The glow is off the rose. Look, no serious represenative of the left in this debate is gloating at the failure of Bush Administration policy in Iraq. No one wants to see our boys killed and maimed; nor does anyone want to see all the Iraqi casualities of the postwar period. But we have to face facts and admit that we are failing and figure out what we’re going to do about it. That was the theme of Charlie Rose’s September 4, 2003 show, Postwar Iraq: How is it Going?, one of his more dramatic and incisive recent programs. It featured Fouad Ajami of the Johns Hopkins University and Jessica Tuchman Matthews, president of the Carnegie Foundation for International Peace.
I’ve heard Ajami many times on this program and always admired his forthrightness and good common sense in discussing throny and difficult issues relating to the Israeli-Palestinian conflict. But I had no idea that, barring a few minor cavils over Administration policy, he supported the Bush Iraq policy hook, line and sinker. It was a sad discourse on his side. Basically, the thread of his argument was that things aren’t going well now, but we have to stay the course. If we don’t, then we will look like fools to the rest of the world and especially to the Arab world. In that case, we will never be able to have serious influence in Arab capitals again if we ‘cut and run.’ When Rose asked him why we shouldn’t leave Iraq now, Ajami’s reply was: “We simply won’t do it. It’s a preposterous idea.” So much for serious intellectual debate!
Matthews’ position was much more nuanced and well-reasoned in my opinion. She believes that we have lost the possibility of succeeding at the Iraqi postwar reconstruction and trasition to democracy which we’d hoped to accomplish. The bombings of the UN compound tell us that possibly even the UN is no longer viewed as an honest broker. Therefore, the Bush Administration attempt to broker a Security Council resolution that might draw our former adversaries on this issue (France, Germany, etc.) into participation in the Occupation is no longer viable. It is time to consider our exit strategy.
Think of all the prewar rationales we no longer hear about (except from the unrepentant Bill O’Reilly types):
1. Sadaam developed weapons of mass destruction
2. An opportunity to destroy a state that is a direct physical threat to the U.S.
3. Create democracies throughout the Arab world
4. Transform Iraq from failed state into economically thriving, democratic state
5. Direct Hussein-Al Qaeda links to 9/11
Each of these neocon rationales has been discredited or simply unproven. This in turn discredits the entire purpose of the war and undermines any reason for going on.
Matthews argues that in making war on Iraq our goal was to dismantle a ‘terrorist state’ and instead we have created one where none existed before. In this postwar period, every Islamic militant and terrorist in the world seeks to converge on Iraq to kill the infidel Americans. Before the war, these extremists had no such ‘focus’ to their worldwide propaganda and recruitment efforts. We’ve handed them the best recruitment tool they could hope for.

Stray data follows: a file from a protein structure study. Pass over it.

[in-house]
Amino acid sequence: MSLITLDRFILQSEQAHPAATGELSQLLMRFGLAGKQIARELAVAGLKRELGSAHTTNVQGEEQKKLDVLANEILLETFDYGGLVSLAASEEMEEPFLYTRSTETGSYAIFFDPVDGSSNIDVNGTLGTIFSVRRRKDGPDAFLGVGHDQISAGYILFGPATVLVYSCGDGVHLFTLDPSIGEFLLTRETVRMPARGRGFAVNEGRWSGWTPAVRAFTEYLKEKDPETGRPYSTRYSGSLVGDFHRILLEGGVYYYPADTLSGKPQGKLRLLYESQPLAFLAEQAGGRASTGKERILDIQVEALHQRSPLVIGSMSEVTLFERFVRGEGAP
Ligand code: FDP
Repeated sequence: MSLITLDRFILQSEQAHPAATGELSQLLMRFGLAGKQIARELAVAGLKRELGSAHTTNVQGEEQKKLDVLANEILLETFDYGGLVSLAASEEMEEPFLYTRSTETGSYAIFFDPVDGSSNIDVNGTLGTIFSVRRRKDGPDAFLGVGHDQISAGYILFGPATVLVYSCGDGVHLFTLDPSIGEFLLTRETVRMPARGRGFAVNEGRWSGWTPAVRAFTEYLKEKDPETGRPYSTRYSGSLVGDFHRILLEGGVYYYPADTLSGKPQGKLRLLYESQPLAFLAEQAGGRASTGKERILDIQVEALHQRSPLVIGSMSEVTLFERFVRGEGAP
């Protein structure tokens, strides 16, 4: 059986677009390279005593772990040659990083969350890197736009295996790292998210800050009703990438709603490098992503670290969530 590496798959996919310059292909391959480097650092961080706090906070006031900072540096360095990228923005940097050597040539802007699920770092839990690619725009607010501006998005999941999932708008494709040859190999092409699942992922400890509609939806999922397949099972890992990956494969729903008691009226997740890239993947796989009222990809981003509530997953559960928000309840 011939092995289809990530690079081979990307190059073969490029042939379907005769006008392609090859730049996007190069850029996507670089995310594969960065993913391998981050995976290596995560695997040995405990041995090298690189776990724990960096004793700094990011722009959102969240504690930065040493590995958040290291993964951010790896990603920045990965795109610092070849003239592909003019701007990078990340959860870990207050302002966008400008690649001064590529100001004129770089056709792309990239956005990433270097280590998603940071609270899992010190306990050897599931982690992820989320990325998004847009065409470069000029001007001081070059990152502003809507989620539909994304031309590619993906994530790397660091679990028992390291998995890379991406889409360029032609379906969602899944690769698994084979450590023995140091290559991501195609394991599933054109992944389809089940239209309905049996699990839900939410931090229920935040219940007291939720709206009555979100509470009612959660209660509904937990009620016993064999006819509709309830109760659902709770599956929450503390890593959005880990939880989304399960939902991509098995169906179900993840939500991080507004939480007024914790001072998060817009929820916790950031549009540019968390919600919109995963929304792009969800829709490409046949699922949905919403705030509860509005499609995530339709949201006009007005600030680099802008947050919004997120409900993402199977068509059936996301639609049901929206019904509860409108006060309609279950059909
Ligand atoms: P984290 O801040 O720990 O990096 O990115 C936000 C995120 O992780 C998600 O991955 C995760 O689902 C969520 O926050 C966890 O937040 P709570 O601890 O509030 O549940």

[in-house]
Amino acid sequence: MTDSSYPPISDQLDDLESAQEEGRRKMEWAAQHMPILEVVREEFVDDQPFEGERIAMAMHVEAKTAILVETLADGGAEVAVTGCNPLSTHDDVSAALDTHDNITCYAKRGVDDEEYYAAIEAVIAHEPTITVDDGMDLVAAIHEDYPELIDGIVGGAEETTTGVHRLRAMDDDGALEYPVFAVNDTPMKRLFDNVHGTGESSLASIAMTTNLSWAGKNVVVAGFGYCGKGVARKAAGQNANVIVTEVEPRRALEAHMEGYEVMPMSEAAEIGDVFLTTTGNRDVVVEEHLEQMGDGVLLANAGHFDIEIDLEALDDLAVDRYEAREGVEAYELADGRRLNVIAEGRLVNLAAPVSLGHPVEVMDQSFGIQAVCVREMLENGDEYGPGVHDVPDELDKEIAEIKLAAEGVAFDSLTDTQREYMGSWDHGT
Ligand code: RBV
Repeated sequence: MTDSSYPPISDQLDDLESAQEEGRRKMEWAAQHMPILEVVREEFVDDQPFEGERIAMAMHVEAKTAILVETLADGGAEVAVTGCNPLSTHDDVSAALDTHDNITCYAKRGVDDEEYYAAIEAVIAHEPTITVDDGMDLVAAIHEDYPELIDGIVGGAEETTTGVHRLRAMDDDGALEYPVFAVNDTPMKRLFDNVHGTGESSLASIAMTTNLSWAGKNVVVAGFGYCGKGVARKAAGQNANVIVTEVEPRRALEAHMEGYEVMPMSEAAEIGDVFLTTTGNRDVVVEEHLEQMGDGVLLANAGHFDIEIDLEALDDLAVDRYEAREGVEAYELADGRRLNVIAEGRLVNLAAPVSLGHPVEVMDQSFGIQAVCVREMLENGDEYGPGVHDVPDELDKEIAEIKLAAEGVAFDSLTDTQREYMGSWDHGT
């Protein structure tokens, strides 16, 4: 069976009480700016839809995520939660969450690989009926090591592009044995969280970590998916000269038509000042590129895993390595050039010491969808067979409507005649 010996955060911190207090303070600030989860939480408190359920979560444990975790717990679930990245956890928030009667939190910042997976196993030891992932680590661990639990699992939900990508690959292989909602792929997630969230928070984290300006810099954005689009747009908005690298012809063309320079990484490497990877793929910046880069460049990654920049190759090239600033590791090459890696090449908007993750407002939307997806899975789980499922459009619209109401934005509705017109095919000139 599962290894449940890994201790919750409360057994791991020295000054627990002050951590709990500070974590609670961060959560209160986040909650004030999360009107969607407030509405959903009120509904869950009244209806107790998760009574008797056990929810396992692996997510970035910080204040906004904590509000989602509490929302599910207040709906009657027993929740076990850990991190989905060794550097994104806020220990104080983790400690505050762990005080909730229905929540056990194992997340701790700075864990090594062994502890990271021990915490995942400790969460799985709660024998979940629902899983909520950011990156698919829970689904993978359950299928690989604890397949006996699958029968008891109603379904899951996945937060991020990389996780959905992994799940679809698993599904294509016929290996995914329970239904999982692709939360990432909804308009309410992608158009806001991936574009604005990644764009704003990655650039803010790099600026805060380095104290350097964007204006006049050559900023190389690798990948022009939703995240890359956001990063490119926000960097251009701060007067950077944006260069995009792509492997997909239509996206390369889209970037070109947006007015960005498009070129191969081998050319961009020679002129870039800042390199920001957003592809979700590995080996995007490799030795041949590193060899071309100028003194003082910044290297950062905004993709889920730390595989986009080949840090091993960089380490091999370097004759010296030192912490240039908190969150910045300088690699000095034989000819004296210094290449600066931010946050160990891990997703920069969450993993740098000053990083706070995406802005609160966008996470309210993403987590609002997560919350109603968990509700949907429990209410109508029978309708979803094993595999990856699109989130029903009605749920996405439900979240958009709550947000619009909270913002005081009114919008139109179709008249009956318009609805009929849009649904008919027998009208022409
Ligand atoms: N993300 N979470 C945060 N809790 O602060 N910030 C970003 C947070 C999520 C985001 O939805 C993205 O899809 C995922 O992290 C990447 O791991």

The Bush argument that sticks deepest in my craw is the contention that it is actually a good thing that U.S. armed forces are now facing Arab terrorism in Iraq because otherwise we’d be facing them here on our shores. This is a preposterous and borderline idiotic argument. Our boys are being killed in Iraq because we’ve sent them on a fool’s errand. Sadaam Hussein may have hated the U.S. before the war, but he never participated in 9/11 and I haven’t even seen evidence that he’s participated in any anti-U.S. terrorist conspiracy since the attempt on George Bush senior’s life in Kuwait in the 1990s. Now, we’ve taken a state that was bad, horribly managed, totalitarian but not an overt fomentor of terrorism against us; and transformed it into the greatest breeding ground in the world for such hatred. It’s quite an accomplishment and one for which George Bush, Dick Cheney, Paul Wolfowitz and Don Rumsfeld deserve all the credit.
All of George Bush’s professed good intentions conveyed in speeches before the war, reminds me of those great Graham Greene novels of the 1950s like the Quiet American, which deal with westerners in the third world who come with the best of intentions and leave having wrought unmitigated havoc.
Wolfowitz, Kristol and the neocons based their plans for Iraq on their theories (some would say ‘fantasies’) rather than the actual reality of the country itself. We based our pre- and postwar policies on our own assumptions of what we wanted to happen. These folk didn’t take into account that the Iraqi people (and certainly the militants themselves) had differing views. How could we possibly think we knew what was best for Iraq when almost no government operatives knew anything about Iraq, its culture, its religions, history and language. This is sure a danagerous way to make a policy.
To hear the show, go to Charlie Rose Show archives, search for the Sept. 4th program, and click ‘listen.’